Get Along, Little Birdie, to Your Winter Home

By August 27, 2014Bird-friendly Living, Partners

It’s started, and the fall exodus of hundreds of millions of birds is becoming apparent at our feeding stations. Fall bird migration takes place over a period of about five months, beginning in early July with shorebirds and male hummingbirds and ending with sparrows and finches in November. The peak period for movement is in September and early October.

Attracting Feathered Migrants

Northern Shoveler

Northern Shoveler by Jeff Birek

This is an exciting time in our yards, as many migrant birds are attracted by our food offerings. Seeds, mealworms, fruits, berries and suet will detain them so we can marvel at these new species as they load up for the long trip ahead.

Water is a major attraction, too, particularly in times of drought. Keeping a healthy, clean feeding and watering area for these migrants helps to ensure a successful voyage to their wintering grounds, which are actually second summering grounds.

Most migrating birds will fly by night. Overhead, on a clear evening, will come faint call notes that echo the unseen movement of birds on their way to winter homes that may lie hundreds or even thousands of miles away. Nighttime provides cool temperatures that allow birds to conserve energy in flight.

Long-Distance Champ

The Arctic Tern probably holds the long-distance migration record. Its migratory route is 25,000 miles long, round trip. Our juncos and siskins need only to travel from the mountains to our backyards to reach their wintering range.

So while many birds leave our area for the winter, many other species move into our area during the colder season. We have year-round robins here in Colorado. The spring and summer robins head south for the winter, but we get a group of northern and Canadian robins that winter here.

Pelicans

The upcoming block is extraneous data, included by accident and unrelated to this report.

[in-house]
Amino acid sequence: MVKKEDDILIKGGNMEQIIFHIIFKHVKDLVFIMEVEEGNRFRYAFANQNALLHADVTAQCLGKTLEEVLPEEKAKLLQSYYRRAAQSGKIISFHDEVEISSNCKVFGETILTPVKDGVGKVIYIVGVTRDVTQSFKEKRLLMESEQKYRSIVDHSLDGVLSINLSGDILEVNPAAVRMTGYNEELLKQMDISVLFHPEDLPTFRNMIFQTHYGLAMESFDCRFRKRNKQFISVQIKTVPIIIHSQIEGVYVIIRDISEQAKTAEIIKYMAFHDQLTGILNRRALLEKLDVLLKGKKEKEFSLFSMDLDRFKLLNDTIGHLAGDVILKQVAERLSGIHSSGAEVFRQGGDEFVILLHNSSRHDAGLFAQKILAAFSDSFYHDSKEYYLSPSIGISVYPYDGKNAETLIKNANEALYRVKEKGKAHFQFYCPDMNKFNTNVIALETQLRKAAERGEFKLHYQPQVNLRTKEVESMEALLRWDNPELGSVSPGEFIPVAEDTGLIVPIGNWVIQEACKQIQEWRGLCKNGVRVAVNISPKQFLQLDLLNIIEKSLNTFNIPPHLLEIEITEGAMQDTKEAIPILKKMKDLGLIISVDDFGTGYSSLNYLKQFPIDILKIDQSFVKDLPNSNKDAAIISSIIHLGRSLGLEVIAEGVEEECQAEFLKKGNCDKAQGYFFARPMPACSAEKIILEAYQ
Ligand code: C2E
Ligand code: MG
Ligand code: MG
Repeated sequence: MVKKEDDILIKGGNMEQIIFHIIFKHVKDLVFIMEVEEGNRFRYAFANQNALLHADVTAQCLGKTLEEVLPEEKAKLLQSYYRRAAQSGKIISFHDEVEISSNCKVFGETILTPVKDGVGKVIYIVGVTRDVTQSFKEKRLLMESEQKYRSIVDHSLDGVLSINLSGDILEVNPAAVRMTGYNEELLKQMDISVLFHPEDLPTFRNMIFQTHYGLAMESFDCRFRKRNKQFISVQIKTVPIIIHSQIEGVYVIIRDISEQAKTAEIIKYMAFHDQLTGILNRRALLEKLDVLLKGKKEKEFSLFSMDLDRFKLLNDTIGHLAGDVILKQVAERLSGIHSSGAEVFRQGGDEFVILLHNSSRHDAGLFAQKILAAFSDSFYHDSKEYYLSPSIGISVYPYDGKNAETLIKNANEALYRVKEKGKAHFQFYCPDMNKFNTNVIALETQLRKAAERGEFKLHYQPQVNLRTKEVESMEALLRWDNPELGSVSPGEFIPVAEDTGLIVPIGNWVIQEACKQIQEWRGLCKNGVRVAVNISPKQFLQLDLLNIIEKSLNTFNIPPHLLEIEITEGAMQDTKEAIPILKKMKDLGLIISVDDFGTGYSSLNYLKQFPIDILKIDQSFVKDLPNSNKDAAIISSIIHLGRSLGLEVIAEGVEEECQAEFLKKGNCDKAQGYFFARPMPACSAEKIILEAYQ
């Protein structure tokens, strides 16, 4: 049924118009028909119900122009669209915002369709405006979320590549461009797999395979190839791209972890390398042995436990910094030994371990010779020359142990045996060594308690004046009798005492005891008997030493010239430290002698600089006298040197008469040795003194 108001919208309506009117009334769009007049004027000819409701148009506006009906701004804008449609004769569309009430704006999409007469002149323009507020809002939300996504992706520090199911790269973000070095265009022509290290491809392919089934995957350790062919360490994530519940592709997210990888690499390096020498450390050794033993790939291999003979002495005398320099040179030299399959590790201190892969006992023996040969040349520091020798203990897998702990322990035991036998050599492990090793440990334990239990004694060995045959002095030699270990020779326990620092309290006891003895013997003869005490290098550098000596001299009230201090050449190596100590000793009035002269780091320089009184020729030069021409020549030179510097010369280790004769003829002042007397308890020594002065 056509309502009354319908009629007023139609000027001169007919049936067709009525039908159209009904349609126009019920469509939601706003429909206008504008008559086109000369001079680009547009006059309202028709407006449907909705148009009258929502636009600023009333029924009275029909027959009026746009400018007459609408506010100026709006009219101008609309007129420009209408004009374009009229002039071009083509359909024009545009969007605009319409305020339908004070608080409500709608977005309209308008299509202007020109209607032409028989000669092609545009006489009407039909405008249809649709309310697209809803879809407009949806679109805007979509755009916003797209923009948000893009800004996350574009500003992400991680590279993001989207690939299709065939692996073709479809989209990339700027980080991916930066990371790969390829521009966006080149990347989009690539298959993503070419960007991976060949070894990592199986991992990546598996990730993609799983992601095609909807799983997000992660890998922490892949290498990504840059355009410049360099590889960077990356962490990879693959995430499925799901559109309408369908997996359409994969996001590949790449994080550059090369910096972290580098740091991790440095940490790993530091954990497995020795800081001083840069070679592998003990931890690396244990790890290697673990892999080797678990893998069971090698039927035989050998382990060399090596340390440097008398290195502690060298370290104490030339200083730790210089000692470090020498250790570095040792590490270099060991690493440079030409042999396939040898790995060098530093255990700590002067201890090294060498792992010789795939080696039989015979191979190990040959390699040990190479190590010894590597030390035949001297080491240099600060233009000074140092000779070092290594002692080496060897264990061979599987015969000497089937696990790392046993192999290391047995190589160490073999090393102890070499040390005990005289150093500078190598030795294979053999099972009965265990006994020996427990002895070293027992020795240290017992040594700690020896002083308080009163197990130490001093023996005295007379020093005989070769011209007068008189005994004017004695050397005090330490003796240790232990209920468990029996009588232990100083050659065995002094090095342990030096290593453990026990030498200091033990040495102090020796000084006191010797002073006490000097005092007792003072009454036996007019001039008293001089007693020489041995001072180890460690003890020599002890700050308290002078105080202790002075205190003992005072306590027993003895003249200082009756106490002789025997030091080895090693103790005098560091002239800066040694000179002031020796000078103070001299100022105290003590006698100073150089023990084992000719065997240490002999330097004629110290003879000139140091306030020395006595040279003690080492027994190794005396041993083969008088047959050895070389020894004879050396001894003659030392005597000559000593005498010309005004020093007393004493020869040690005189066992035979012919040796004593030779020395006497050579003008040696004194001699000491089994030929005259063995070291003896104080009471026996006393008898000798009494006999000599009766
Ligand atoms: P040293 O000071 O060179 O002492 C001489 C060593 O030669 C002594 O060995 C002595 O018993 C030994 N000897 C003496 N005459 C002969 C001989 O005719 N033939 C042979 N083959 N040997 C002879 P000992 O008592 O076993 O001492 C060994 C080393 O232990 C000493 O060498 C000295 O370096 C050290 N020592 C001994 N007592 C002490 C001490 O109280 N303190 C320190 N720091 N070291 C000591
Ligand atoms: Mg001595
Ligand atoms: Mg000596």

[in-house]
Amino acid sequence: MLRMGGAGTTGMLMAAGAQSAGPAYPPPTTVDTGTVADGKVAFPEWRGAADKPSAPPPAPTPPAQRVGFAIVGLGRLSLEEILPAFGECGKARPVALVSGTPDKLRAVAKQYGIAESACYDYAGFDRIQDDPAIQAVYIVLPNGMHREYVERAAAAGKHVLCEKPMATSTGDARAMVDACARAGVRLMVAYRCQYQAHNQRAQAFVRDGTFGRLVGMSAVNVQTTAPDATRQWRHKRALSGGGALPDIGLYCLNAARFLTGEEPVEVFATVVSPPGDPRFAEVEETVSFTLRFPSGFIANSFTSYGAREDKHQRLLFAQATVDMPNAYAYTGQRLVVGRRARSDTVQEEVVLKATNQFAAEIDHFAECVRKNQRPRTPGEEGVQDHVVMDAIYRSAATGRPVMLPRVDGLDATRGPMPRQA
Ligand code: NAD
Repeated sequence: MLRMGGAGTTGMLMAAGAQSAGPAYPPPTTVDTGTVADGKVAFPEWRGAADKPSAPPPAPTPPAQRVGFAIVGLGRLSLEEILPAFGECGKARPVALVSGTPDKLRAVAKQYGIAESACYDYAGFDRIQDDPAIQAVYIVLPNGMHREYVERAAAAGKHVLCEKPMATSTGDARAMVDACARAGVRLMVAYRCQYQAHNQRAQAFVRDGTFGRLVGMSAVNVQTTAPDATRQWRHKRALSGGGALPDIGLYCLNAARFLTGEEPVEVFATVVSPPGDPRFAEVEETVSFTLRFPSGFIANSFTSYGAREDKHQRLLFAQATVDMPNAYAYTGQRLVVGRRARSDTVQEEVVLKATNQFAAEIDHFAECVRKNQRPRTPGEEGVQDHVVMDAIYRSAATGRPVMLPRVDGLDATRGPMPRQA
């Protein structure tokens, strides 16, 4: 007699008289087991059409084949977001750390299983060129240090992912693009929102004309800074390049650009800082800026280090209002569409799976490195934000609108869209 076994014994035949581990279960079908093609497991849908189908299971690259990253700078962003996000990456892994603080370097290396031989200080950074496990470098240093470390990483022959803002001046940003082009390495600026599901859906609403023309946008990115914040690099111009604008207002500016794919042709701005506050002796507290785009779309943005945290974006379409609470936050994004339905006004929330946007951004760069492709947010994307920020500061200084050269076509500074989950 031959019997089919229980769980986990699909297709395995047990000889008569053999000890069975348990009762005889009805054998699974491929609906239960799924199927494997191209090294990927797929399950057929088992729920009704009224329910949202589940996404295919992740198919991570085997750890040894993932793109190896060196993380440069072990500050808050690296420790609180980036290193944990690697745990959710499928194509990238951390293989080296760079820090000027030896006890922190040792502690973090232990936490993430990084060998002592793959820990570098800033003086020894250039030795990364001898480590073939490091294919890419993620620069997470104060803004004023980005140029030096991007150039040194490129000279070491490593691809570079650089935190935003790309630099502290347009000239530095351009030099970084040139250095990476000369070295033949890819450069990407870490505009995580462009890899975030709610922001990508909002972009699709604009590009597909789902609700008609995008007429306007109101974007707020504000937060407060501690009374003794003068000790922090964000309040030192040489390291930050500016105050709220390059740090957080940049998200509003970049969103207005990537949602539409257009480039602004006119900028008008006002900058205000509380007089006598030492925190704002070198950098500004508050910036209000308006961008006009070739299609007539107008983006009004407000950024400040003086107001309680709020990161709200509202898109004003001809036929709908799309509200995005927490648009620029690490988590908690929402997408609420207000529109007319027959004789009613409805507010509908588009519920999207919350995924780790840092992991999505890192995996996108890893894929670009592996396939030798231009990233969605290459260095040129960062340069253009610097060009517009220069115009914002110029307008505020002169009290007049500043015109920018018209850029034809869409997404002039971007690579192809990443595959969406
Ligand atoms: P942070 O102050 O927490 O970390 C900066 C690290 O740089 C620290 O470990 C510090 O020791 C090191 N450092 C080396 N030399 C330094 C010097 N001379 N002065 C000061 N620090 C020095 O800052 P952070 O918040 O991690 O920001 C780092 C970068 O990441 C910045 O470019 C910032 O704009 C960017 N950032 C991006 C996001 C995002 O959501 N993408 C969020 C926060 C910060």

American White Pelicans by Emily Gubler

Birds use many cues to guide them through migration. They are sensitive to the magnetic fields of the earth. They can hear the ultrasonic sounds created by the oceans on both coasts. Bird migration is also influenced by day-length, the stars and visual landmarks.

We are learning more and more about the intricacies of seasonal flight. Some birds have their vital organs shrink or disappear to lighten the load for their migratory flight. They, then, re-grow these organs upon their arrival at their destinations.

The flight schedule below represents a heads up concerning what to be looking for at what time. It’s amazing to see these birds checking their datebooks for their departure days.

Departures*

  • Sept. 13 – Bullock’s Oriole
  • Sept. 19 – Lark Bunting
  • Sept. 19 – Yellow Warbler
  • Sept. 21 – Broad-tailed Hummingbird
  • Sept. 23 – Western Kingbird
  • Oct. 9 – Swainson’s Hawk
  • Oct. 10 – Barn Swallow
  • Oct. 14 – House Wren
  • Oct. 20 – Great Blue Heron
  • Oct. 25 – Common Grackle
  • Oct. 30 – Mourning Dove
  • Nov. 5 – Mountain Bluebird
  • Nov. 15 – Killdeer

Arrivals*

  • Aug. 31 – Spotted Towhee
  • Sept. 1 – Redhead
  • Sept. 5 – Green-winged Teal
  • Sept. 5 – American Widgeon
  • Sept. 10 – Sharp-shinned Hawk
  • Sept. 12 – Cooper’s Hawk
  • Sept. 12 – Cedar Waxwing
  • Sept. 14 – Ruby-crowned Kinglet
  • Sept. 15 – Gadwall
  • Sept. 15 – Northern Shoveler
  • Oct. 1 – Rough-legged Hawk
  • Oct. 6 – Dark-eyed Junco
  • Oct. 12 – Common Merganser

*Dates represent average arrival or departure date for Denver and the eastern plains immediately surrounding the metro area. Information taken from “A Birder’s Guide to Denver and Eastern Colorado” by James A. Lane and Harold Holt (1979 edition). Dates may have changed since the publication of this book, as a growing number of studies have documented shifts in migration timing in response to climate change.

Whatever talents birds possess, their extraordinary abilities are remarkable and little understood. We should feel a certain awe when birds appear in our yards each spring and fall with their uncanny precision. To help the birds with their incredible journeys, make certain that your backyard habitat is suitable to provide them with the sustenance necessary to have a safe flight there and back.

For plenty of friendly, free advice on attracting the most beautiful birds in the world, call 303-467-2644.

~ David Menough, Owner of Wild Birds Unlimited of Arvada

David and his wife, Kathy, own the Wild Birds Unlimited store at the southeast corner of 88th and Wadsworth in Arvada. WBU stores specialize in bird feeders, birdbaths, houses, field guides, nature-related gifts, binoculars and quality seed blends.

Other WBU Front Range locations:

  • Wild Birds Unlimited of Denver – 2720 S. Wadsworth Blvd.
  • Wild Birds Unlimited of Fort Collins – 3636 S. College Ave.

Find us at http://northmetro.wbu.com/.

BirdTalk migrating to noon! Tune in to David and Scott Menough at noon on Saturdays for BirdTalk Radio on 710 KNUS. They will broadcast live from their stores in Arvada and Denver.

Learn more about bird-friendly living.